Yangbo Sun, PhD, assistant professor in the Department of Preventive Medicine in the UTHSC College of Medicine, is helping to expand the national discussion of cardiovascular health and healthy lifestyles.
With a research focus on chronic diseases such as cardiovascular diseases, and breast cancer, Dr. Sun conducts research in areas of modifiable lifestyle risk factors, such as nutrition and physical activity.
An observational study published last year in the Journal of the Academy of Nutrition and Dietetics by a team of researchers led by Dr. Sun, found eating one meal a day was associated with a higher risk of all-cause and cardiovascular disease mortality in adults aged 40 or older in the United States. In addition, skipping breakfast was associated with a higher risk of cardiovascular disease death, while skipping lunch or dinner was associated with a higher risk of dying from all causes.
After participating in prior research with another colleague about the association of skipping breakfast and the risk of mortality, Dr. Sun wanted to expand the literature on risks associated with skipping meals.
“In that study, we actually found that skipping breakfast was associated with increased risk of mortality from cardiovascular disease. Then, I was thinking, what about skipping lunch or dinner?” Dr. Sun said. “We looked into the literature and could not find answers, and there was no previous study looking into skipping lunch or dinner with mortality, so we decided to return to conduct the study to find answers to those questions.”
“It is very exciting and I feel honored that our study has been picked up by various media outlets. More people have realized that it is important for health to maintain a healthy diet and a healthy lifestyle,” Dr. Sun said.
The team analyzed a National Health and Nutrition Examination Survey between 1999 and 2014 with participation from a total of 24,011 adults aged 40 or older. The participants’ eating behaviors were assessed, and the death and causes of death data were obtained from death records through December 31, 2015.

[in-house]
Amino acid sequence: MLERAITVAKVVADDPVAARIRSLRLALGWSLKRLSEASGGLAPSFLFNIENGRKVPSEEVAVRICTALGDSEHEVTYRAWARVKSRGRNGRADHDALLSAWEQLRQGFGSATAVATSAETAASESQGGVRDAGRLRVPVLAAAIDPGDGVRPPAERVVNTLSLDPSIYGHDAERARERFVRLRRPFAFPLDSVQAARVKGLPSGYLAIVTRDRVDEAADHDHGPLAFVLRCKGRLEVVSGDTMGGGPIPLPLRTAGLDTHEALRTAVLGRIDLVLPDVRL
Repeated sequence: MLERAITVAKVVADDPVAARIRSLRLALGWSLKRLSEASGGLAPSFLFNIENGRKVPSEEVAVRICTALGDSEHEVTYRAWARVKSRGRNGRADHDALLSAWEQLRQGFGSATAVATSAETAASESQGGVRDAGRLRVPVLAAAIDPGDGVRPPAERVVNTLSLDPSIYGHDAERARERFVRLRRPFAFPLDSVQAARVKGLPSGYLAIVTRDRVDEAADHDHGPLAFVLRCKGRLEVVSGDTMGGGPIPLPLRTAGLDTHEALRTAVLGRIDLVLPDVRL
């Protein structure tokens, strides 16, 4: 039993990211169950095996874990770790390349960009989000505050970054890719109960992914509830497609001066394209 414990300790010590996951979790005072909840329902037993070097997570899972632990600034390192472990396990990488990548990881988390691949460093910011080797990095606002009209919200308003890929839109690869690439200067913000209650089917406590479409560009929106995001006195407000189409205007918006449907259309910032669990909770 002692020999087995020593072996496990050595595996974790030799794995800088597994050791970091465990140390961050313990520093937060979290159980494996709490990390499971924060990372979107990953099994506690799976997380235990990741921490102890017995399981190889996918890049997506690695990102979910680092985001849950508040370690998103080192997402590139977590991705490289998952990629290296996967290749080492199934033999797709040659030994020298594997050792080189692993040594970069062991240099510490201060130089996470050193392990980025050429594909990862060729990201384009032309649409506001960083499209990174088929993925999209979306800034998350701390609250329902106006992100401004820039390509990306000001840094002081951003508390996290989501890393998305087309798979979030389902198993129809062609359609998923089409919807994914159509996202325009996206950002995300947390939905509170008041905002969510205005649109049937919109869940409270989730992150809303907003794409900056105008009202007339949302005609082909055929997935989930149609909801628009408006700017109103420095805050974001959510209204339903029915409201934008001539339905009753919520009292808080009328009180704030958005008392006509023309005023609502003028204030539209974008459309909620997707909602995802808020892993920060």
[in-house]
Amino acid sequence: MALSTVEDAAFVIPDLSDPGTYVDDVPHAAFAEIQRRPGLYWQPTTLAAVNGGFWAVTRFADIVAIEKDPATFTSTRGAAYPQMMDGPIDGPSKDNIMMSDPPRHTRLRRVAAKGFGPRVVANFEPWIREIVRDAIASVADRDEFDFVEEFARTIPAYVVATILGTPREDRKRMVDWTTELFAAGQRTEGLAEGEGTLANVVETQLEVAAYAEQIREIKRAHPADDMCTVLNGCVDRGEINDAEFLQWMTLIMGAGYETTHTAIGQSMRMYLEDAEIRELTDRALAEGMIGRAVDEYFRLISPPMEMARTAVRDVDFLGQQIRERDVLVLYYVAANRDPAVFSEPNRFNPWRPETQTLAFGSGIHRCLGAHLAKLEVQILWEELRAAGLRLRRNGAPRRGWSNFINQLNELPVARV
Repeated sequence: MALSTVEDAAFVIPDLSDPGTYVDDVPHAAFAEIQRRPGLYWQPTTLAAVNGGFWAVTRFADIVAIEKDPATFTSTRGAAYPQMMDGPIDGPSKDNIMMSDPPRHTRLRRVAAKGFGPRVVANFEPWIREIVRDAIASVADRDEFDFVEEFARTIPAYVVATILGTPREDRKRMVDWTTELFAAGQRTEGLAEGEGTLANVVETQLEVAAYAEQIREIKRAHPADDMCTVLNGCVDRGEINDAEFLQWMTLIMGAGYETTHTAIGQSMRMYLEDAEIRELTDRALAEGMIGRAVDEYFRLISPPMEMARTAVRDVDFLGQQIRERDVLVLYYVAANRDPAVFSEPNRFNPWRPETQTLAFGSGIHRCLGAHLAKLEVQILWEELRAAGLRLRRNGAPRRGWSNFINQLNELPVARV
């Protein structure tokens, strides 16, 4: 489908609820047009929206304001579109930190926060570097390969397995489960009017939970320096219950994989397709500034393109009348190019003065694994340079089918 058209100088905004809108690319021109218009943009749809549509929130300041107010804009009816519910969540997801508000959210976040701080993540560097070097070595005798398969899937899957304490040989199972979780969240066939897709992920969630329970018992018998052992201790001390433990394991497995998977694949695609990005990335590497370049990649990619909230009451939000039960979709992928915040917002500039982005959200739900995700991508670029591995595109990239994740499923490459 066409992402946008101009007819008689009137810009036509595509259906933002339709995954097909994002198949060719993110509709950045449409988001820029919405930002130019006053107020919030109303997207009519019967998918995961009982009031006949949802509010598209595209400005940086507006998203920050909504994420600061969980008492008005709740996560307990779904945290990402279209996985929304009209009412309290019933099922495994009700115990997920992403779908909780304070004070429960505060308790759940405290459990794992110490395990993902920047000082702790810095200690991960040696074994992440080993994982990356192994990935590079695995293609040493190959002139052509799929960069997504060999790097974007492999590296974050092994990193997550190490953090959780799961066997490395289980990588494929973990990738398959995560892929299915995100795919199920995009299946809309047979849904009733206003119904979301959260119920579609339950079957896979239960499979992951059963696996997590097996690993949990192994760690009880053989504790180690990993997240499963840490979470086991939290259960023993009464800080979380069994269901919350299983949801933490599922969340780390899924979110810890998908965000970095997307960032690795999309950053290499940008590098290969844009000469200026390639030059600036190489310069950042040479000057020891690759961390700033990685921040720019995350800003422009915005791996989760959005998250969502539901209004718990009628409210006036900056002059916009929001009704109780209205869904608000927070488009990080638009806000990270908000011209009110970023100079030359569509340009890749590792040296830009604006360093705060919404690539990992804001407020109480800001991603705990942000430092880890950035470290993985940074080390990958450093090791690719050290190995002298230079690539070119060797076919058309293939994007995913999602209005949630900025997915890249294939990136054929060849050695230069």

The study is also the first to show that participants eating three meals a day in a shorter time interval of 4.5 hours or less between them was associated with a higher risk of dying of all causes, due to impacting metabolism.
“A shorter waiting time between meals also means a larger energy load in that given period of time,” Dr. Sun said. “A larger energy load will aggravate the burden of glucose metabolism regulation, causing metabolic deterioration.”
“Our study is an observational study, so we cannot imply causality. We can’t say that skipping meals causes something without saying skipping meals is associated with something,” she said. “Based on what we observed, I would suggest, in terms of cardiovascular health and mortality, try to eat at least two to three meals per day, if possible and spread them out throughout the day with an average interval between meals of more than 4.5 hours.”
Dr. Sun said her study differs from intermittent fasting research. While skipping meals focuses on skipping breakfast, lunch, or dinner, intermittent fasting involves the consumption of all food and beverages during a specific segment of time.
“Intermittent fasting and skipping meals are two different concepts. The three most widely studied intermittent fasting include alternate day fasting, 5:2 intermittent fasting, and time-restricted feeding. Time-restricted feeding involves limiting the intake of all foods and the calories contained in beverages to a segment of time, for example, eight hours per day. Or, if an individual does 16:8 intermittent fasting, meaning you consume all your calories in eight hours and refrain from consuming any calories for the remaining 16 hours of the day, that is intermittent fasting,” she said. “For skipping meals, we focus on meals that are skipped, not considering other things that aren’t meals such as eating snacks or consuming energy drinks. That is the main difference between our study and intermittent fasting studies.”
For this study, Dr. Sun collaborated with Yang Du, MS; Yuxiao Wu, MS; Qian Xiao, PhD; Linda Snetselaar, PhD; Robert Wallace, MD; and Wei Bao, MD, PhD, at the University of Iowa. Other investigators were: Shuang Rong, PhD, at Wuhan University of Science and Technology in Wuhan, China; and Liangkai Chen, PhD, in the Tongji Medical College at Huazhong University of Science and Technology in Wuhan, China.
In addition to her research in cardiovascular health, Dr. Sun is currently conducting a study focusing on identifying modifiable lifestyle risk factors for breast cancer survival.
She is also a co-author in a recent study on the association of weight changes and longevity in women, featured in Science Magazine, Neuroscience News, SciTech Daily, and other media outlets. The multi-institutional study found that women who maintained their body weight after age 60 are more likely to reach the ages of 90, 95, or 100.
Dr. Sun joined the College of Medicine in April 2020. She earned her bachelor’s degree in economics and her Bachelor of Medicine, Bachelor of Surgery degree (MBBS) in Preventive Medicine from Peking University in Beijing, China. She received a PhD in chronic disease epidemiology and biobank from the University of Hong Kong.